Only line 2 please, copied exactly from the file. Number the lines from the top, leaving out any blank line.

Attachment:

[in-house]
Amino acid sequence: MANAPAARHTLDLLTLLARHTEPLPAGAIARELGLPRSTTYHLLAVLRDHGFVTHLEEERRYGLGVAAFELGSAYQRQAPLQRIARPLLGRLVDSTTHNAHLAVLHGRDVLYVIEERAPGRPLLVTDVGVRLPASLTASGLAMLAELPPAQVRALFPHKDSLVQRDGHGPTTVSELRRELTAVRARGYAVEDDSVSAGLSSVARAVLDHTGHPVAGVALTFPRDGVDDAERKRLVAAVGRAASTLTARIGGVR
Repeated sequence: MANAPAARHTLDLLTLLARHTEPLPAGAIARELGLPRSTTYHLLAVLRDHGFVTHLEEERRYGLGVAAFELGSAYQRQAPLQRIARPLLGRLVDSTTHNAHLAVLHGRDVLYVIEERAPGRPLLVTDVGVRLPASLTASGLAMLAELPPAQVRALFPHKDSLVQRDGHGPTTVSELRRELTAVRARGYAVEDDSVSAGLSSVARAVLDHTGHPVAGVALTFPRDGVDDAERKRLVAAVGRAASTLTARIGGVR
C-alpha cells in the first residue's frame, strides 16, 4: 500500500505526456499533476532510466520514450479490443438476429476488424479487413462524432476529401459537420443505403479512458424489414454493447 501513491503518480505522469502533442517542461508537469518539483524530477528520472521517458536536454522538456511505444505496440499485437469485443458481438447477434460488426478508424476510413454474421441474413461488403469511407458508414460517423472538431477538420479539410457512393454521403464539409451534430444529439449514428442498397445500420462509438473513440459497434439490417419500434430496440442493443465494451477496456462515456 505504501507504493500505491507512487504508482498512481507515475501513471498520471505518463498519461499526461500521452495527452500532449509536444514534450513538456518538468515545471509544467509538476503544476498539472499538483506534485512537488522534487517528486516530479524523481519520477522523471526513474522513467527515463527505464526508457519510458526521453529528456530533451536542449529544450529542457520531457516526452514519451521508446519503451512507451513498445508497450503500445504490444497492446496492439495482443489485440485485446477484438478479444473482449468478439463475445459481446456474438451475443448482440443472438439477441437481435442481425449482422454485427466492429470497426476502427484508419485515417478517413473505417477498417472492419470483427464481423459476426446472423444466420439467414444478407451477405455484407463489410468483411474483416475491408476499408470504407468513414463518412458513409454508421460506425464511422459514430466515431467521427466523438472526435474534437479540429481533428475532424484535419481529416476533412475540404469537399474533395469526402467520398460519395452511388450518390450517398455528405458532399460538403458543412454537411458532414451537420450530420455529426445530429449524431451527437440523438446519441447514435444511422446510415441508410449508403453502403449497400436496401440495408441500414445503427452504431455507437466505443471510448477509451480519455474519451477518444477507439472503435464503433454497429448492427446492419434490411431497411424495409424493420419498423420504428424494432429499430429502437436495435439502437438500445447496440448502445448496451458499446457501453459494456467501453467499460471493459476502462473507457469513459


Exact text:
Amino acid sequence: MANAPAARHTLDLLTLLARHTEPLPAGAIARELGLPRSTTYHLLAVLRDHGFVTHLEEERRYGLGVAAFELGSAYQRQAPLQRIARPLLGRLVDSTTHNAHLAVLHGRDVLYVIEERAPGRPLLVTDVGVRLPASLTASGLAMLAELPPAQVRALFPHKDSLVQRDGHGPTTVSELRRELTAVRARGYAVEDDSVSAGLSSVARAVLDHTGHPVAGVALTFPRDGVDDAERKRLVAAVGRAASTLTARIGGVR